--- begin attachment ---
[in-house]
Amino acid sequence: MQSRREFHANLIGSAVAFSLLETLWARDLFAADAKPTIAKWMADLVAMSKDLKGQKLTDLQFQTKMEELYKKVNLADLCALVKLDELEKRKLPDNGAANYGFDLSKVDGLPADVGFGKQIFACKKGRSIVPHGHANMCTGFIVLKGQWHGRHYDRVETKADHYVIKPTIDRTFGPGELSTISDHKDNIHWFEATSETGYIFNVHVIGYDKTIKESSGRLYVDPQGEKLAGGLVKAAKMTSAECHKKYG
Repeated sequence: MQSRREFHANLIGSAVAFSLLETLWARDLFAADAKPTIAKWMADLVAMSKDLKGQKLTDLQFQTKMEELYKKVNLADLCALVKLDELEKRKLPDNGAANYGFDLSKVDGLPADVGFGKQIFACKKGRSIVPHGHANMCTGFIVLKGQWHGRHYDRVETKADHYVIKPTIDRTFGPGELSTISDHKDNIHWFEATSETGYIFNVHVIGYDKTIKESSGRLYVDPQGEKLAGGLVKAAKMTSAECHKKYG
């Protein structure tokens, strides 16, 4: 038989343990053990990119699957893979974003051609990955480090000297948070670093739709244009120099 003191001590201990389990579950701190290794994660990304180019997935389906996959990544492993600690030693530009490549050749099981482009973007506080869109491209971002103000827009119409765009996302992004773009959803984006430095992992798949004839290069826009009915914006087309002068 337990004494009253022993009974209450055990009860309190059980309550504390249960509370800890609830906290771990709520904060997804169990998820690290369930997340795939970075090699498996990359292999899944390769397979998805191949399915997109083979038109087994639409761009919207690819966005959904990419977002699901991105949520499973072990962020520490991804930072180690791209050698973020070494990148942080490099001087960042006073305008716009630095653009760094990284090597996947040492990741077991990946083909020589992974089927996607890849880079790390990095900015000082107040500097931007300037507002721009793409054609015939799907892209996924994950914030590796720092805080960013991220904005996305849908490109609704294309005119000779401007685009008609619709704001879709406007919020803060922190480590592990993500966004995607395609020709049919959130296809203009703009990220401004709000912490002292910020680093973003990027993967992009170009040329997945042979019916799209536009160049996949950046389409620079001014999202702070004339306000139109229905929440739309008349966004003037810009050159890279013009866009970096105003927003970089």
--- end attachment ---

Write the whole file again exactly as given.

[in-house]
Amino acid sequence: MQSRREFHANLIGSAVAFSLLETLWARDLFAADAKPTIAKWMADLVAMSKDLKGQKLTDLQFQTKMEELYKKVNLADLCALVKLDELEKRKLPDNGAANYGFDLSKVDGLPADVGFGKQIFACKKGRSIVPHGHANMCTGFIVLKGQWHGRHYDRVETKADHYVIKPTIDRTFGPGELSTISDHKDNIHWFEATSETGYIFNVHVIGYDKTIKESSGRLYVDPQGEKLAGGLVKAAKMTSAECHKKYG
Repeated sequence: MQSRREFHANLIGSAVAFSLLETLWARDLFAADAKPTIAKWMADLVAMSKDLKGQKLTDLQFQTKMEELYKKVNLADLCALVKLDELEKRKLPDNGAANYGFDLSKVDGLPADVGFGKQIFACKKGRSIVPHGHANMCTGFIVLKGQWHGRHYDRVETKADHYVIKPTIDRTFGPGELSTISDHKDNIHWFEATSETGYIFNVHVIGYDKTIKESSGRLYVDPQGEKLAGGLVKAAKMTSAECHKKYG
């Protein structure tokens, strides 16, 4: 038989343990053990990119699957893979974003051609990955480090000297948070670093739709244009120099 003191001590201990389990579950701190290794994660990304180019997935389906996959990544492993600690030693530009490549050749099981482009973007506080869109491209971002103000827009119409765009996302992004773009959803984006430095992992798949004839290069826009009915914006087309002068 337990004494009253022993009974209450055990009860309190059980309550504390249960509370800890609830906290771990709520904060997804169990998820690290369930997340795939970075090699498996990359292999899944390769397979998805191949399915997109083979038109087994639409761009919207690819966005959904990419977002699901991105949520499973072990962020520490991804930072180690791209050698973020070494990148942080490099001087960042006073305008716009630095653009760094990284090597996947040492990741077991990946083909020589992974089927996607890849880079790390990095900015000082107040500097931007300037507002721009793409054609015939799907892209996924994950914030590796720092805080960013991220904005996305849908490109609704294309005119000779401007685009008609619709704001879709406007919020803060922190480590592990993500966004995607395609020709049919959130296809203009703009990220401004709000912490002292910020680093973003990027993967992009170009040329997945042979019916799209536009160049996949950046389409620079001014999202702070004339306000139109229905929440739309008349966004003037810009050159890279013009866009970096105003927003970089």